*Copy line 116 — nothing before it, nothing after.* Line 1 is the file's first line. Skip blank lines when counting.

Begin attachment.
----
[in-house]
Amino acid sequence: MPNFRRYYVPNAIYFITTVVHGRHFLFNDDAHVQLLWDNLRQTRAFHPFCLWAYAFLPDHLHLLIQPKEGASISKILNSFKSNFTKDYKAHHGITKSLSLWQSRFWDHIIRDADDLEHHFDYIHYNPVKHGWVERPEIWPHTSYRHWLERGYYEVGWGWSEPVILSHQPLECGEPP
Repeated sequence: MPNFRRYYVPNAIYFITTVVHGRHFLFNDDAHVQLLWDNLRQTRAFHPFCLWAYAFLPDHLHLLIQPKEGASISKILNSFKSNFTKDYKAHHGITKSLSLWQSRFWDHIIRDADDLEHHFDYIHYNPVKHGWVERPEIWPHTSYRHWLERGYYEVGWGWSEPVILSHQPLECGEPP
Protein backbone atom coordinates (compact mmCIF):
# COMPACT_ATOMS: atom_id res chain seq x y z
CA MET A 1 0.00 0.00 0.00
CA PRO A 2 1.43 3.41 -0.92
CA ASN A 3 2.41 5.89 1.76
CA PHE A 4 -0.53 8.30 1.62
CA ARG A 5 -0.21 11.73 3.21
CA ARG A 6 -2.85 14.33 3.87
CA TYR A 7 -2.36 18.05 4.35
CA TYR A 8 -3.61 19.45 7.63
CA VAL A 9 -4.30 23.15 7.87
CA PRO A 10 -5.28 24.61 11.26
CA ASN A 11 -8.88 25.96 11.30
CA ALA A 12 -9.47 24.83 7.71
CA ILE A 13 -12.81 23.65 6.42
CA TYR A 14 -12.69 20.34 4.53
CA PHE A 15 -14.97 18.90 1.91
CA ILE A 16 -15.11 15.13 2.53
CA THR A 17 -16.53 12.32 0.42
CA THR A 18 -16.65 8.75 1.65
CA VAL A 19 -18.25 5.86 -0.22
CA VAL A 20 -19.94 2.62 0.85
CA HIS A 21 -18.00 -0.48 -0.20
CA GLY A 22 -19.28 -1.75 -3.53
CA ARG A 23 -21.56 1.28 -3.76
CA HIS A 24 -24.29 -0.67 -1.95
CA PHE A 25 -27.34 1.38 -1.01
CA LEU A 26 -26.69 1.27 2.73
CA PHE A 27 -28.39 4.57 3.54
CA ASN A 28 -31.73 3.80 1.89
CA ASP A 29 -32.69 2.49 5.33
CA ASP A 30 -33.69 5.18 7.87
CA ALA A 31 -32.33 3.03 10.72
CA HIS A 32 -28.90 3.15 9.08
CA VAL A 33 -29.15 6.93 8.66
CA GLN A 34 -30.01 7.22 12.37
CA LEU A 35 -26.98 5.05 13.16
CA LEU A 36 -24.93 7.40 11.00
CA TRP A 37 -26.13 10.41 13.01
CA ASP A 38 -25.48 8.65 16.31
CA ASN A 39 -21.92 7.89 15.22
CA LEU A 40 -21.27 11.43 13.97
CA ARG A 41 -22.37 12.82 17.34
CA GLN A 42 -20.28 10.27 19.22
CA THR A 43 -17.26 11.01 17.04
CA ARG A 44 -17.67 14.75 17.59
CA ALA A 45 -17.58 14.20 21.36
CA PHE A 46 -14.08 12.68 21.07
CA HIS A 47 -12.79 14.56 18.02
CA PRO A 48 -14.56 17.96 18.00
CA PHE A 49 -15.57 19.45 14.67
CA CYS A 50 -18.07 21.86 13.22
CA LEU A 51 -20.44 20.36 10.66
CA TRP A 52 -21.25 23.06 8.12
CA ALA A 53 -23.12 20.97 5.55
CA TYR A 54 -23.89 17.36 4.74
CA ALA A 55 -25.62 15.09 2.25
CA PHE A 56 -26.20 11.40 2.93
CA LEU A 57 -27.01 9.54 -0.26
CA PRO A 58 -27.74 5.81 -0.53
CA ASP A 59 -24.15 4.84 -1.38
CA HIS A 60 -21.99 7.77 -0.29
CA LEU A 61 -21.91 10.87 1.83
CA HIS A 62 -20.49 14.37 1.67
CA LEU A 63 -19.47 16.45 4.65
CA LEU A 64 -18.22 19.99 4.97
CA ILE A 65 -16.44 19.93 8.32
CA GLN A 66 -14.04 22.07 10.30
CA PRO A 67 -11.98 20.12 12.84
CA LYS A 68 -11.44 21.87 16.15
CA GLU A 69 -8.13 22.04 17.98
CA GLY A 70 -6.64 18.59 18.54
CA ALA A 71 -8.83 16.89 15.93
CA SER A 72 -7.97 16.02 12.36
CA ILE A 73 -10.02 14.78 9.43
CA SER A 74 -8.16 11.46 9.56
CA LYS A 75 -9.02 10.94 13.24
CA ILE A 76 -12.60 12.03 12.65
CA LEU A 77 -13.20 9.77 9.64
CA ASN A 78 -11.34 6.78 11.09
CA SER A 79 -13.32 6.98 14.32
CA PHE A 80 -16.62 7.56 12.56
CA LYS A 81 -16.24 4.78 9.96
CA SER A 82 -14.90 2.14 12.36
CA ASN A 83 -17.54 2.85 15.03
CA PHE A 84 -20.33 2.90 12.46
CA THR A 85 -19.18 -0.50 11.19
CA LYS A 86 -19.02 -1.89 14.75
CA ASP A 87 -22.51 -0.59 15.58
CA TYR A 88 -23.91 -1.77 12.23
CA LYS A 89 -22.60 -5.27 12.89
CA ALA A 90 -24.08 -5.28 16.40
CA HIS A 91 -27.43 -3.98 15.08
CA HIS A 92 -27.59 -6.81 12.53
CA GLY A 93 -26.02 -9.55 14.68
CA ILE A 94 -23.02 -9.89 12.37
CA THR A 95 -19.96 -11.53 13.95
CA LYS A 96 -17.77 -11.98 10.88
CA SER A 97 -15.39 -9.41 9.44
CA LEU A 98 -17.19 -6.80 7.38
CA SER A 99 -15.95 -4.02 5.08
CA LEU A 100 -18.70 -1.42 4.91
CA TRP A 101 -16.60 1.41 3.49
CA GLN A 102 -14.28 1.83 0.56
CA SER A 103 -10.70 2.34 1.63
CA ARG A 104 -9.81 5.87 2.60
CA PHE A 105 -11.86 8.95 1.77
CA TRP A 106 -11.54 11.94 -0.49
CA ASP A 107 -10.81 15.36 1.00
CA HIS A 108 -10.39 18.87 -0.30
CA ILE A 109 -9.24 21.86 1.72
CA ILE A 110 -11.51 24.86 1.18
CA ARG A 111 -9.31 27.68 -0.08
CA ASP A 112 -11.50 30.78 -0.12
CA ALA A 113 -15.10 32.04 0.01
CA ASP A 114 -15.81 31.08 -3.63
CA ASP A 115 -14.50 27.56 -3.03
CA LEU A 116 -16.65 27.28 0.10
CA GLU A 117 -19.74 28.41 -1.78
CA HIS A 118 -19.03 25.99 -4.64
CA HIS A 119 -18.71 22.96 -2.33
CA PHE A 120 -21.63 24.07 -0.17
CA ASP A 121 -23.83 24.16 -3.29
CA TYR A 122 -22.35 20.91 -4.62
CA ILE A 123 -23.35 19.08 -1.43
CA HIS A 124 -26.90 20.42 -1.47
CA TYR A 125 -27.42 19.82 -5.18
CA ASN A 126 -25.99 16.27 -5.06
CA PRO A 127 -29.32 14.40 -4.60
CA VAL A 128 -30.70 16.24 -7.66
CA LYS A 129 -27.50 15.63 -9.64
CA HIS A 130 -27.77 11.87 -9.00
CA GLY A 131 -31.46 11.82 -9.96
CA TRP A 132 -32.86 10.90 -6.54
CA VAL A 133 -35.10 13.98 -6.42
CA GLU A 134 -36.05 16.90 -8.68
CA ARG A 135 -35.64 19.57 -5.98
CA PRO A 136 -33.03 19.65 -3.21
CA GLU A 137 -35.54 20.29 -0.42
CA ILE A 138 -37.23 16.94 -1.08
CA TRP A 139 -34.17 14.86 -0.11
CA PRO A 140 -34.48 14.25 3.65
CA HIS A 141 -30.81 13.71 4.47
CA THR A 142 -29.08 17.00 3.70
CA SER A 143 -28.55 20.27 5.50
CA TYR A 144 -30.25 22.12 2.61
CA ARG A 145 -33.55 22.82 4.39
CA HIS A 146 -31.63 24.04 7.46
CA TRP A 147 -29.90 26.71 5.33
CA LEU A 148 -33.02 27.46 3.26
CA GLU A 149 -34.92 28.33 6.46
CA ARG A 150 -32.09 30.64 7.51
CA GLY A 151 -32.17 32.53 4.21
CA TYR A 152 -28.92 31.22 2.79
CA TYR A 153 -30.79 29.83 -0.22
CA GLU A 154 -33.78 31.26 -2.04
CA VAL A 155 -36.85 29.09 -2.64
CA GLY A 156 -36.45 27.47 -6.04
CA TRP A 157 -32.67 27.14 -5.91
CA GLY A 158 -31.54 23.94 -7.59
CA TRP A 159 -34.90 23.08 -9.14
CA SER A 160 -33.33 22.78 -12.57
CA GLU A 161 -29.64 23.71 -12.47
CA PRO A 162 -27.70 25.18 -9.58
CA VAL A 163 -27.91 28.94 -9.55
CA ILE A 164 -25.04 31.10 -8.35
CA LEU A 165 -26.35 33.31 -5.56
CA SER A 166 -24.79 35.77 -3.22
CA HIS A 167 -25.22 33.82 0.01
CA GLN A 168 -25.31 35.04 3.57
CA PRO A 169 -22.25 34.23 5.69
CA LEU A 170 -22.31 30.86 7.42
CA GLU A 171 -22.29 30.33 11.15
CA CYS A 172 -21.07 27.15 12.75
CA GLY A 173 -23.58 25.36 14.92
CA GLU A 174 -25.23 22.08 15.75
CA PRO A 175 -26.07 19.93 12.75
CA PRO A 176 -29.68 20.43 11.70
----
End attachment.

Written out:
CA ARG A 111 -9.31 27.68 -0.08